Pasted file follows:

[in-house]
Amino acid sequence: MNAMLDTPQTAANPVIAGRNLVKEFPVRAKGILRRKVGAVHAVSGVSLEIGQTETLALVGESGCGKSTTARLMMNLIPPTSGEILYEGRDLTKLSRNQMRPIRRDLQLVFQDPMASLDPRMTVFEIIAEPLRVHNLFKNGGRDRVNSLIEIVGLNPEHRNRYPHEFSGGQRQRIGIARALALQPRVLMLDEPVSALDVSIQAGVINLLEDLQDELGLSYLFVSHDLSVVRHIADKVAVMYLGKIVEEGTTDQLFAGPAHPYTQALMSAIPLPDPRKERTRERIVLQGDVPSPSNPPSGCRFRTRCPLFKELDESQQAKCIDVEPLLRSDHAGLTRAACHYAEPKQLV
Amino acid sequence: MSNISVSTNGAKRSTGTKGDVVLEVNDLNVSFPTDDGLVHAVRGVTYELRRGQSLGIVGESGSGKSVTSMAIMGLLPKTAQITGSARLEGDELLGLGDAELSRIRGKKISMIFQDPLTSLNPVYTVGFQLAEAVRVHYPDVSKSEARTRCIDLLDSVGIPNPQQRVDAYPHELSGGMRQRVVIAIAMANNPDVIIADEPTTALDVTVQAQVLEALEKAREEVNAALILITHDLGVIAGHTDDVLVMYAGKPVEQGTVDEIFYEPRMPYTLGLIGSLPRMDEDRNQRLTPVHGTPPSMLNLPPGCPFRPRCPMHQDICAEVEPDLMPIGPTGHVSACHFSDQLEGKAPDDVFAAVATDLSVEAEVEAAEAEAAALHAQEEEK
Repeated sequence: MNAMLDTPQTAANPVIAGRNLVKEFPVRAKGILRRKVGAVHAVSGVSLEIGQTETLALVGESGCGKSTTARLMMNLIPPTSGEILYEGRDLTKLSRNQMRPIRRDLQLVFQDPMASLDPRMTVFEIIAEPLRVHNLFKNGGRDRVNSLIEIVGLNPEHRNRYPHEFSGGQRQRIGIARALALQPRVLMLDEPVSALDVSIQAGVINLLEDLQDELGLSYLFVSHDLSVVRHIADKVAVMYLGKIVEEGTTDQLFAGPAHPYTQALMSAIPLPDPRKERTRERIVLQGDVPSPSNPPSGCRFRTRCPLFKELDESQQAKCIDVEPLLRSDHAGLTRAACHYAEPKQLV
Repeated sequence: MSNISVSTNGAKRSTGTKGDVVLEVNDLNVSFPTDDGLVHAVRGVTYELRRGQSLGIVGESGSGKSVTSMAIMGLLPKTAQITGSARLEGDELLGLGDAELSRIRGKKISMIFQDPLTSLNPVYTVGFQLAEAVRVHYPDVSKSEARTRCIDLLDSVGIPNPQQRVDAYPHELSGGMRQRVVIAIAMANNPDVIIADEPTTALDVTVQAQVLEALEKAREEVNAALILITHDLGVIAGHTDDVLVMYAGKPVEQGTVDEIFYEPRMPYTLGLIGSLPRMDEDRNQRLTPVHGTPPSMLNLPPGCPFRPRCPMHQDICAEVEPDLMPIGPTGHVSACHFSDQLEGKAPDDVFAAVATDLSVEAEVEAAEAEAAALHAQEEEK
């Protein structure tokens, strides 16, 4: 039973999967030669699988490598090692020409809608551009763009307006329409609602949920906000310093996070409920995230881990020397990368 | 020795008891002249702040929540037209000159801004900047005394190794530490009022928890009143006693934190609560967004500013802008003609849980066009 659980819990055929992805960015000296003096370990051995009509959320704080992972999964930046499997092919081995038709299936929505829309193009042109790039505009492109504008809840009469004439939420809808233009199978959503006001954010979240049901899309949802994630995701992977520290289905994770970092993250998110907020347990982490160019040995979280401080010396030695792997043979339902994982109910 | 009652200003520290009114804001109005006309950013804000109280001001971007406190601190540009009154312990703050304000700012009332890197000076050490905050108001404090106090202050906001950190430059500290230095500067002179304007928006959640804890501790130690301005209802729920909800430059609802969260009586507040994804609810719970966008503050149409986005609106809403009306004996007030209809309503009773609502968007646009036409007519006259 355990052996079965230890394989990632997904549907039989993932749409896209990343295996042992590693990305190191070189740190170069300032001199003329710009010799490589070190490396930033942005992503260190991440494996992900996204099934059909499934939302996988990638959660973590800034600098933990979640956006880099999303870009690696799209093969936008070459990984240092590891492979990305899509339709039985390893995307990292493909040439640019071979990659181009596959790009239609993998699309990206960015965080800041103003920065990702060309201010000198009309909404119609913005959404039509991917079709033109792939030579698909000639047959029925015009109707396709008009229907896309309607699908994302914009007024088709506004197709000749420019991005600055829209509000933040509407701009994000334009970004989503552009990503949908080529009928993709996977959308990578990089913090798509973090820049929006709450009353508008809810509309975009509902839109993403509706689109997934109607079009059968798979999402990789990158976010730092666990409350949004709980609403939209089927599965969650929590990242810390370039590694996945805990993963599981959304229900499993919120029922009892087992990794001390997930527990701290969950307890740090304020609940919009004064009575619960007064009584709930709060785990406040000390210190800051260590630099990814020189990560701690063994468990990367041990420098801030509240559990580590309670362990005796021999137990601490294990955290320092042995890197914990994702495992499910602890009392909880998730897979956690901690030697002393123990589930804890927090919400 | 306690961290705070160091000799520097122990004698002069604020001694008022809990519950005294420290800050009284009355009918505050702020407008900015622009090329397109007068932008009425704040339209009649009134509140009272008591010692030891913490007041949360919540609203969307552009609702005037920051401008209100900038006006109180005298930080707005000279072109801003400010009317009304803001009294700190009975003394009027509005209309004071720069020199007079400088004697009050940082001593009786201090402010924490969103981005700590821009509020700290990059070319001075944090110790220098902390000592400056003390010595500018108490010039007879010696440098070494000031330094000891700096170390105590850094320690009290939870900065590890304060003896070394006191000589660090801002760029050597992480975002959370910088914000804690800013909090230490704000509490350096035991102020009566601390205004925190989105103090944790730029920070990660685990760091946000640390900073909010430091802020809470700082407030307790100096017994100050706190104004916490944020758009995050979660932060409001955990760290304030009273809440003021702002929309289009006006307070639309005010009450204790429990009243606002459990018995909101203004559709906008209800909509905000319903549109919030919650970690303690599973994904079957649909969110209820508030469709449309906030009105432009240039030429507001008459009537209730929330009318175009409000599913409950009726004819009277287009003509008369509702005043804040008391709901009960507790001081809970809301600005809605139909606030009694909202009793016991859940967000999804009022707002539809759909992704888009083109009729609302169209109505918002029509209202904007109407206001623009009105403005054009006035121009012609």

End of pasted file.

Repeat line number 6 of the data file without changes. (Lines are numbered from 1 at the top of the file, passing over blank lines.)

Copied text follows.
């Protein structure tokens, strides 16, 4: 039973999967030669699988490598090692020409809608551009763009307006329409609602949920906000310093996070409920995230881990020397990368 | 020795008891002249702040929540037209000159801004900047005394190794530490009022928890009143006693934190609560967004500013802008003609849980066009 659980819990055929992805960015000296003096370990051995009509959320704080992972999964930046499997092919081995038709299936929505829309193009042109790039505009492109504008809840009469004439939420809808233009199978959503006001954010979240049901899309949802994630995701992977520290289905994770970092993250998110907020347990982490160019040995979280401080010396030695792997043979339902994982109910 | 009652200003520290009114804001109005006309950013804000109280001001971007406190601190540009009154312990703050304000700012009332890197000076050490905050108001404090106090202050906001950190430059500290230095500067002179304007928006959640804890501790130690301005209802729920909800430059609802969260009586507040994804609810719970966008503050149409986005609106809403009306004996007030209809309503009773609502968007646009036409007519006259 355990052996079965230890394989990632997904549907039989993932749409896209990343295996042992590693990305190191070189740190170069300032001199003329710009010799490589070190490396930033942005992503260190991440494996992900996204099934059909499934939302996988990638959660973590800034600098933990979640956006880099999303870009690696799209093969936008070459990984240092590891492979990305899509339709039985390893995307990292493909040439640019071979990659181009596959790009239609993998699309990206960015965080800041103003920065990702060309201010000198009309909404119609913005959404039509991917079709033109792939030579698909000639047959029925015009109707396709008009229907896309309607699908994302914009007024088709506004197709000749420019991005600055829209509000933040509407701009994000334009970004989503552009990503949908080529009928993709996977959308990578990089913090798509973090820049929006709450009353508008809810509309975009509902839109993403509706689109997934109607079009059968798979999402990789990158976010730092666990409350949004709980609403939209089927599965969650929590990242810390370039590694996945805990993963599981959304229900499993919120029922009892087992990794001390997930527990701290969950307890740090304020609940919009004064009575619960007064009584709930709060785990406040000390210190800051260590630099990814020189990560701690063994468990990367041990420098801030509240559990580590309670362990005796021999137990601490294990955290320092042995890197914990994702495992499910602890009392909880998730897979956690901690030697002393123990589930804890927090919400 | 306690961290705070160091000799520097122990004698002069604020001694008022809990519950005294420290800050009284009355009918505050702020407008900015622009090329397109007068932008009425704040339209009649009134509140009272008591010692030891913490007041949360919540609203969307552009609702005037920051401008209100900038006006109180005298930080707005000279072109801003400010009317009304803001009294700190009975003394009027509005209309004071720069020199007079400088004697009050940082001593009786201090402010924490969103981005700590821009509020700290990059070319001075944090110790220098902390000592400056003390010595500018108490010039007879010696440098070494000031330094000891700096170390105590850094320690009290939870900065590890304060003896070394006191000589660090801002760029050597992480975002959370910088914000804690800013909090230490704000509490350096035991102020009566601390205004925190989105103090944790730029920070990660685990760091946000640390900073909010430091802020809470700082407030307790100096017994100050706190104004916490944020758009995050979660932060409001955990760290304030009273809440003021702002929309289009006006307070639309005010009450204790429990009243606002459990018995909101203004559709906008209800909509905000319903549109919030919650970690303690599973994904079957649909969110209820508030469709449309906030009105432009240039030429507001008459009537209730929330009318175009409000599913409950009726004819009277287009003509008369509702005043804040008391709901009960507790001081809970809301600005809605139909606030009694909202009793016991859940967000999804009022707002539809759909992704888009083109009729609302169209109505918002029509209202904007109407206001623009009105403005054009006035121009012609």